Back To Career News

How Do I Find Where Someone Works For Free?


Should You Work For Free to Get a Job?

By Molly Hallman

On May 7, 2009 about 400 people showed up at a bar in San Francisco to meet other people and find out if they were a good fit for each other. No, this was not a dating mixer. This was Jobnob’s fair for professionals willing to work for free. That’s right, out-of-work professionals pitching their skills to start-ups for a chance to offer professional services for no pay. Did I mention there was a line out the door to get in?

True, prospective employers were supposed to buy alcohol for their prospects. So, this begs the question, are these people insane? Drunk? Maybe not. In fact, there are some pretty compelling reasons to think about working for free if you are unemployed.

The Benefits of Working for Free

Consider the following payoffs for choosing to work on a cutting-edge project or new career path, minus the cash flow.

Do You Know What You're Worth?

Career Path – This is your chance to transfer your expertise to an emerging market, one that really interests you. Richard Chun, a product manager in Silicon Valley, donated time to a start-up to gain experience in the iPhone applications market. “I wanted to learn about a new market that was gaining a lot of attention. I helped them set up a process for product marketing. The product became the number one application in the history of iPhone”, said Chun. Taking work for free to more proactively steer your career path shows you have the initiative to think outside the box in order to get the results you want.

Networking – You meet more people with influence while you are working than while you’re sitting home posting your resume to job boards. Al Hulvey, Chairman and Founder of from the Silicon Valley in California found that working for free at start-ups helped him, “meet people and stay current with innovations.” Of course, the hours you put in can detract from your job search. It is important to weigh the benefits of working for free carefully. Setting limits keeps you from being taken advantage of and also helps you stay disciplined about your goal of a new job.

Resume Solution – A gap on a resume is a common dread among job seekers.  Working for free lets you add another layer of job experience to your resume and eliminates the stress of figuring out how to explain the gap. Be sure all of your tasks you take on for no pay will be worthy of a bullet point on your resume later.

Confidence – Let’s face it, being out of work is a bit depressing. If you are one of the many with the unfortunate habit of equating personal worth with a job title, the sudden lack of work can hurt your self-esteem. Working for free can boost your self-confidence and give you a sense of purpose. That purpose can generate enthusiasm that transfers to your job search, affecting how you interact with job search contacts as well as your interview performance.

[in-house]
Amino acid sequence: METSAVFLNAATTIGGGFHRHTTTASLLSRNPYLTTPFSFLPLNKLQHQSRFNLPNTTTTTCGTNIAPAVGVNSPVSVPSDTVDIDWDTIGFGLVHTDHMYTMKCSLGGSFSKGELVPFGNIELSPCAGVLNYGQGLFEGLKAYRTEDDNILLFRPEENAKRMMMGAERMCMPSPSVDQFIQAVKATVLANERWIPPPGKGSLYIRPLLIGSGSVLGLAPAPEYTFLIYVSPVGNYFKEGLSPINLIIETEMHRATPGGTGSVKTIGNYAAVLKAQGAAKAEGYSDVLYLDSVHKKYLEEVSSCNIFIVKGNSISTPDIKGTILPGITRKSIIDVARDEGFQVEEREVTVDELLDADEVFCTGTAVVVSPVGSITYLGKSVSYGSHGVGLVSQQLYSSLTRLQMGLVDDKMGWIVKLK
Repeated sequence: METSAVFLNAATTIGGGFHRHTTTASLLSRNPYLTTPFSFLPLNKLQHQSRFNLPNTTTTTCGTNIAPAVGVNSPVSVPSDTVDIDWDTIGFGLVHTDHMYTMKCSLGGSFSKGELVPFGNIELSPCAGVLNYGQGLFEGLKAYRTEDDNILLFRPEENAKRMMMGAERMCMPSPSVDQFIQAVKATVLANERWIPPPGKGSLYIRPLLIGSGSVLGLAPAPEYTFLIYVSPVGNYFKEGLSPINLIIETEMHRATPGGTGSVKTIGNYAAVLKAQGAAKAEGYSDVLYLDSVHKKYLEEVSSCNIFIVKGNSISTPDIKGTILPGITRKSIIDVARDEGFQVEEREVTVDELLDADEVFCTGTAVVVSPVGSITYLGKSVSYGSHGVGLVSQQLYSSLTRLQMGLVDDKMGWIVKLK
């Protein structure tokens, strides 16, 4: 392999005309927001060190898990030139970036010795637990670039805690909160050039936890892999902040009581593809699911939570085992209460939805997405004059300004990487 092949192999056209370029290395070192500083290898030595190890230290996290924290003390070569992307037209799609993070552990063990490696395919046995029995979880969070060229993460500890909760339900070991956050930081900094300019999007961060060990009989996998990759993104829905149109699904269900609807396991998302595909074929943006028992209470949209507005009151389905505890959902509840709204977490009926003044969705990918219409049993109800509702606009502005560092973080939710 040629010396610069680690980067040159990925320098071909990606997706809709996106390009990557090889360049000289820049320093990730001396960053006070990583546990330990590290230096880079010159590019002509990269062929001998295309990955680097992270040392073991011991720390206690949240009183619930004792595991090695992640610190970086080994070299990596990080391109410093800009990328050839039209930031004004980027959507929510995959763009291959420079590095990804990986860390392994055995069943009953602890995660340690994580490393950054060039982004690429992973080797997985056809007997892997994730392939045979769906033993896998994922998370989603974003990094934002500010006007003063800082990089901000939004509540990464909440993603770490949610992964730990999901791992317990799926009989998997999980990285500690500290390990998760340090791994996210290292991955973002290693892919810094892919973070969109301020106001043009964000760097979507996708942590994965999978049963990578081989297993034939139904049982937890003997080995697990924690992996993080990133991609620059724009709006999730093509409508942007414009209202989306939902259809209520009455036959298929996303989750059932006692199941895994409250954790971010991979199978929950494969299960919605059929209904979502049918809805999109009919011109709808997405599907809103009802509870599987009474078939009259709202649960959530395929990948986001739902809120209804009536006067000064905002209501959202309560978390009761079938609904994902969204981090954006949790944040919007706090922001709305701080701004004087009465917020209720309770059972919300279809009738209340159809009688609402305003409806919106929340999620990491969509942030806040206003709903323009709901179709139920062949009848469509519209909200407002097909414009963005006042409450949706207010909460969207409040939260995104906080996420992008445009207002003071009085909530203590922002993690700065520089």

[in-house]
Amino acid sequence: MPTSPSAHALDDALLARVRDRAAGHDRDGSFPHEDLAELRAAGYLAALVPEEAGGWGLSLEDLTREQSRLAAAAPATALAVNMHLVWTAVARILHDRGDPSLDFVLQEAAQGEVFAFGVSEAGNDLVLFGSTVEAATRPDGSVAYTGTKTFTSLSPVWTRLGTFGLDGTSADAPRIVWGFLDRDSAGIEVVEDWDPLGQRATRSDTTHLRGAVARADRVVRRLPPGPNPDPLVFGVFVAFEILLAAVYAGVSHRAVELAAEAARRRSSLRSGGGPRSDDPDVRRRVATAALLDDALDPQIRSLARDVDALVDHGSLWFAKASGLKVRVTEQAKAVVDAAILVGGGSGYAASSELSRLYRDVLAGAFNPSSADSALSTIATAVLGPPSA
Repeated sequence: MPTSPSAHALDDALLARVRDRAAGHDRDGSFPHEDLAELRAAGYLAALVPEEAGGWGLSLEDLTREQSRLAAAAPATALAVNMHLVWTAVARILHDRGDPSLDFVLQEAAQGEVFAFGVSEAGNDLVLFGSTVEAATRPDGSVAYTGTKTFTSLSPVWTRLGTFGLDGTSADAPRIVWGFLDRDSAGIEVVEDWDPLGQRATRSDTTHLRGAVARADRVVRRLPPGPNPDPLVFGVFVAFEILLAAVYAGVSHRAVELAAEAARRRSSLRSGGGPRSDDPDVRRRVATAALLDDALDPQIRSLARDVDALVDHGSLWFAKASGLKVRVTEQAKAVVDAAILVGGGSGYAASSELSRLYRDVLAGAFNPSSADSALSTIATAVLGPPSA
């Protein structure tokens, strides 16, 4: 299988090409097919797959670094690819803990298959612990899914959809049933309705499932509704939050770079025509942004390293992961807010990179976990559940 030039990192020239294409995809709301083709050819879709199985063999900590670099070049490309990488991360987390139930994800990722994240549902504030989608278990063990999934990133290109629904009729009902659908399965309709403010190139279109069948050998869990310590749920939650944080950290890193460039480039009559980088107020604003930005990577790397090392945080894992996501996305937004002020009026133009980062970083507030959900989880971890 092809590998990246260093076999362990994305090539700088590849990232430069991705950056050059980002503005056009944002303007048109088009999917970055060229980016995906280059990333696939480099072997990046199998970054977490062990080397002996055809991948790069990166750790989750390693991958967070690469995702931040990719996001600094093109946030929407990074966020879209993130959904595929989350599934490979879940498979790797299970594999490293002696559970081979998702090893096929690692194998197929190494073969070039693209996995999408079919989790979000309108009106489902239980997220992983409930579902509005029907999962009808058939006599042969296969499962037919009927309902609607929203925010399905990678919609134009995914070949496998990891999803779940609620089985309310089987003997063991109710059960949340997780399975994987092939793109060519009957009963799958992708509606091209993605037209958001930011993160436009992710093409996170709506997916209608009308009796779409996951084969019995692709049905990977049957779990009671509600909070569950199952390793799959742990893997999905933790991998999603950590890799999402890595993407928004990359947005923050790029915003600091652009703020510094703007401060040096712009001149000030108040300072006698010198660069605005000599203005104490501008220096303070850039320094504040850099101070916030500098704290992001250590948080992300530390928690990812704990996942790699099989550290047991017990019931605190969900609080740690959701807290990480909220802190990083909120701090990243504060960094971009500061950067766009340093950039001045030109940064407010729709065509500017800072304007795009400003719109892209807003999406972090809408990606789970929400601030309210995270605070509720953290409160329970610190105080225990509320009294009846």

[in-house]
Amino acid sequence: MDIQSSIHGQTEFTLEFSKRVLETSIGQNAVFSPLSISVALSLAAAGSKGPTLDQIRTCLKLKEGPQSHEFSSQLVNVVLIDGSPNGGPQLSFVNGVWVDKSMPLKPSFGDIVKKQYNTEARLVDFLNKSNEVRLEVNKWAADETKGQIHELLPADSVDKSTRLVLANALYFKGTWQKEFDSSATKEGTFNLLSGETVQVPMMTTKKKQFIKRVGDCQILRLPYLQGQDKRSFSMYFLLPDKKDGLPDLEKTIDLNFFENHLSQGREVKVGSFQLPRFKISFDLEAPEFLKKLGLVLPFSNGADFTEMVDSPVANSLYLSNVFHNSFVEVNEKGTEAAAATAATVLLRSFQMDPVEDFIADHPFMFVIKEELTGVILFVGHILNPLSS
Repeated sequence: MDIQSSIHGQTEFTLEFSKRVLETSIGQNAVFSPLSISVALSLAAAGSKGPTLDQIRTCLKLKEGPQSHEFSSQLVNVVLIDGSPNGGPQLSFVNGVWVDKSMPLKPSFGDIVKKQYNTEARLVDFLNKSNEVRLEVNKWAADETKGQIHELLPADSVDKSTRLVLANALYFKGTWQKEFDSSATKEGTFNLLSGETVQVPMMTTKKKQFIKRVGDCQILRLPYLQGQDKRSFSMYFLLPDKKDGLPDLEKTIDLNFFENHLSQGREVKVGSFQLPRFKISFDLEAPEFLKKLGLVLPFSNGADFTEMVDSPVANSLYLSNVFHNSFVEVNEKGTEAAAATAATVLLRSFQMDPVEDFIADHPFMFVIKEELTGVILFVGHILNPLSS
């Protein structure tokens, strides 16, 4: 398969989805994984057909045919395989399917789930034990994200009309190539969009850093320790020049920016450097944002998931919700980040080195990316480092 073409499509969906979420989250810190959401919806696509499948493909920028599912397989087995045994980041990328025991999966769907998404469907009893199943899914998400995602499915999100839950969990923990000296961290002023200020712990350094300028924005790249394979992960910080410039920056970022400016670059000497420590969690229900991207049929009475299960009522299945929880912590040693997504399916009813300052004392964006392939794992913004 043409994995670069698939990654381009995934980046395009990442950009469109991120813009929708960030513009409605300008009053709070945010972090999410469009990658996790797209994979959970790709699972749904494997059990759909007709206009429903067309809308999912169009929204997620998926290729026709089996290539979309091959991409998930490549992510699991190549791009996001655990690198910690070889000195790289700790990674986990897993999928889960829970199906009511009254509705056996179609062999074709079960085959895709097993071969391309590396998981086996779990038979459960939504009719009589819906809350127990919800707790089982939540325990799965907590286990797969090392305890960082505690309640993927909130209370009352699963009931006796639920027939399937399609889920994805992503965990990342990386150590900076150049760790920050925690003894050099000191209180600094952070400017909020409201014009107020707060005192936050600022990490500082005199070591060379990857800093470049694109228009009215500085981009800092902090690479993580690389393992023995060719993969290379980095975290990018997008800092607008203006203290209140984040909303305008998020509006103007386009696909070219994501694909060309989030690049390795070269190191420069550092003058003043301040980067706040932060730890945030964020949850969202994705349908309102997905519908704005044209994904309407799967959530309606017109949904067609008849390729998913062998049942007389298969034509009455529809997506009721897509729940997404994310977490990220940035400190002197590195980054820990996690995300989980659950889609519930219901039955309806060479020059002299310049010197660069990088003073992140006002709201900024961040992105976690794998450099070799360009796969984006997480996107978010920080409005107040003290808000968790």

Enthusiastic References – You may have had the experience of working for someone who was truly grateful and pleased to have you as an employee. Imagine how eager they will be to refer your good work, not only because of its quality, but because you had the work ethic to follow through with excellence without a financial incentive.

Chasin’ the Dream – Of course, the greatest hope of all is to work pro bono for a start-up, setting yourself up as the obvious candidate-for-hire once the company is funded. The upside potential (like, maybe becoming a millionaire) has its appeal.

Is It All Upside?

Some job search professionals do not agree with the work-for-free strategy. They think it demeans workers and sets them up to be taken advantage of. They say your good ideas are at work to make someone else rich and there is no guarantee of an upside for you. There is also a big risk of losing momentum on your job search.

Despite this potential for disappointment, many folks who work for free have positive experiences that lead to paid work opportunities, career growth or both. “I love marketing, and I figure, why not?” says Hulvey. “I’ve done it to help out colleagues. [I recommend putting in free time] if you think it has upside potential.”

Leave a Reply

Notify of
What Am I Worth?

What your skills are worth in the job market is constantly changing.